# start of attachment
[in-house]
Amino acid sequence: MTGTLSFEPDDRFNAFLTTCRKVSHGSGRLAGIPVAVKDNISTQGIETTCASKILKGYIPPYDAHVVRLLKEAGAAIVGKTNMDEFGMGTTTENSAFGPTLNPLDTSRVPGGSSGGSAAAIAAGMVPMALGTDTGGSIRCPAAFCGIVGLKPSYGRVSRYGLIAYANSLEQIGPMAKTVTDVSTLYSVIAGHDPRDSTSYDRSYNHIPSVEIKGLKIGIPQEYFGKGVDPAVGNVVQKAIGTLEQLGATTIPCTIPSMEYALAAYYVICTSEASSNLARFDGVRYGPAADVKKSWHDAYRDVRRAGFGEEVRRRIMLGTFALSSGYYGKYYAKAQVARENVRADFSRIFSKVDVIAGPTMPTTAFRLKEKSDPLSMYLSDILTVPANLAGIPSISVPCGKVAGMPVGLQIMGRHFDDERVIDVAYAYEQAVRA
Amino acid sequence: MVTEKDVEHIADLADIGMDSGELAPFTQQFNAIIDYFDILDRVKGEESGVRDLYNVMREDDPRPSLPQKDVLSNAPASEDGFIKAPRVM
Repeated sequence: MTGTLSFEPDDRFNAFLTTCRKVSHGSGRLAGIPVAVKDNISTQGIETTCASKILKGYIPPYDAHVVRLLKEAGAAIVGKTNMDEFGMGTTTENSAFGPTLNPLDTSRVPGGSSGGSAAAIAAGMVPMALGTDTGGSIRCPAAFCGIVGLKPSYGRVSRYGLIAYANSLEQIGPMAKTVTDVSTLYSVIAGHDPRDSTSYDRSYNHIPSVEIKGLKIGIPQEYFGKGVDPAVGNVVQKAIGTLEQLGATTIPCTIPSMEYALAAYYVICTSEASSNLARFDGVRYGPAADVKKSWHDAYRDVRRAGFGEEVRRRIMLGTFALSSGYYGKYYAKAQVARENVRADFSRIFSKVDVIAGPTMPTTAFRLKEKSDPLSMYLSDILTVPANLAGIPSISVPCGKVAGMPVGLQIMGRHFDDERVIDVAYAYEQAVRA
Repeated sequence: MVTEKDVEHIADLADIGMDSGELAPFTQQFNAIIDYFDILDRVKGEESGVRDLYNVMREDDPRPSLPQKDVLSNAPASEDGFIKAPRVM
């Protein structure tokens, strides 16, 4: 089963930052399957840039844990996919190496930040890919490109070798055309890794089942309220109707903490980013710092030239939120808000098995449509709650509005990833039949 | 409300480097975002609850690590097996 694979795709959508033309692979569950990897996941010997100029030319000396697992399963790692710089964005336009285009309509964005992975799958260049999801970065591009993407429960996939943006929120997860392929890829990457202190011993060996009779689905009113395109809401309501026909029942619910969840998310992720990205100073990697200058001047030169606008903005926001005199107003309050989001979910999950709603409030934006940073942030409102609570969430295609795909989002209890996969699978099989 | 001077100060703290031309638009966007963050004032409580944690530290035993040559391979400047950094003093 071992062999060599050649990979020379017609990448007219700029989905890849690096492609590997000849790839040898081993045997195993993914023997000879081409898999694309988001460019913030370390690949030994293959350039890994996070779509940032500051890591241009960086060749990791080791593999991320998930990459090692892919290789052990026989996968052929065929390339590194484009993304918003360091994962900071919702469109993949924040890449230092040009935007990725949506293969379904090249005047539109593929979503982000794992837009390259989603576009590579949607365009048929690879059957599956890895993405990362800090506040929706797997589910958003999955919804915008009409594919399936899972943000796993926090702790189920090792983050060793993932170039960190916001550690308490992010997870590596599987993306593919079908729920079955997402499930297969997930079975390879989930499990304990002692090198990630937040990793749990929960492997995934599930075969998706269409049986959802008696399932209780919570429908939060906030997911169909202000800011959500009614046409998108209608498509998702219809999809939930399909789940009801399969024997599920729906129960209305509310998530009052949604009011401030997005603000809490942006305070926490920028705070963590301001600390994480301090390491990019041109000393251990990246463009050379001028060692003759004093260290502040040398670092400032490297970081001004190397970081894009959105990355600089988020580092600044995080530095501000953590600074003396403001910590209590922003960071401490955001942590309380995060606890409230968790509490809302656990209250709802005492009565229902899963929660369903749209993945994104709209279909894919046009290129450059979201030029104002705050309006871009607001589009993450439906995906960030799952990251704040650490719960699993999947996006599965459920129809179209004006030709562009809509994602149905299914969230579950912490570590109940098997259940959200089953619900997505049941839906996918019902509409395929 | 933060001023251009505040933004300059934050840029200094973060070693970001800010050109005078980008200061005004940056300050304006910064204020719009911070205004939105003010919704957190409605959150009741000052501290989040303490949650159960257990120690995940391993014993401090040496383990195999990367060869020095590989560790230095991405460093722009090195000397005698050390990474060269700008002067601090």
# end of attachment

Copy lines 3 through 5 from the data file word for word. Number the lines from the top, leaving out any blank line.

Amino acid sequence: MVTEKDVEHIADLADIGMDSGELAPFTQQFNAIIDYFDILDRVKGEESGVRDLYNVMREDDPRPSLPQKDVLSNAPASEDGFIKAPRVM
Repeated sequence: MTGTLSFEPDDRFNAFLTTCRKVSHGSGRLAGIPVAVKDNISTQGIETTCASKILKGYIPPYDAHVVRLLKEAGAAIVGKTNMDEFGMGTTTENSAFGPTLNPLDTSRVPGGSSGGSAAAIAAGMVPMALGTDTGGSIRCPAAFCGIVGLKPSYGRVSRYGLIAYANSLEQIGPMAKTVTDVSTLYSVIAGHDPRDSTSYDRSYNHIPSVEIKGLKIGIPQEYFGKGVDPAVGNVVQKAIGTLEQLGATTIPCTIPSMEYALAAYYVICTSEASSNLARFDGVRYGPAADVKKSWHDAYRDVRRAGFGEEVRRRIMLGTFALSSGYYGKYYAKAQVARENVRADFSRIFSKVDVIAGPTMPTTAFRLKEKSDPLSMYLSDILTVPANLAGIPSISVPCGKVAGMPVGLQIMGRHFDDERVIDVAYAYEQAVRA
Repeated sequence: MVTEKDVEHIADLADIGMDSGELAPFTQQFNAIIDYFDILDRVKGEESGVRDLYNVMREDDPRPSLPQKDVLSNAPASEDGFIKAPRVM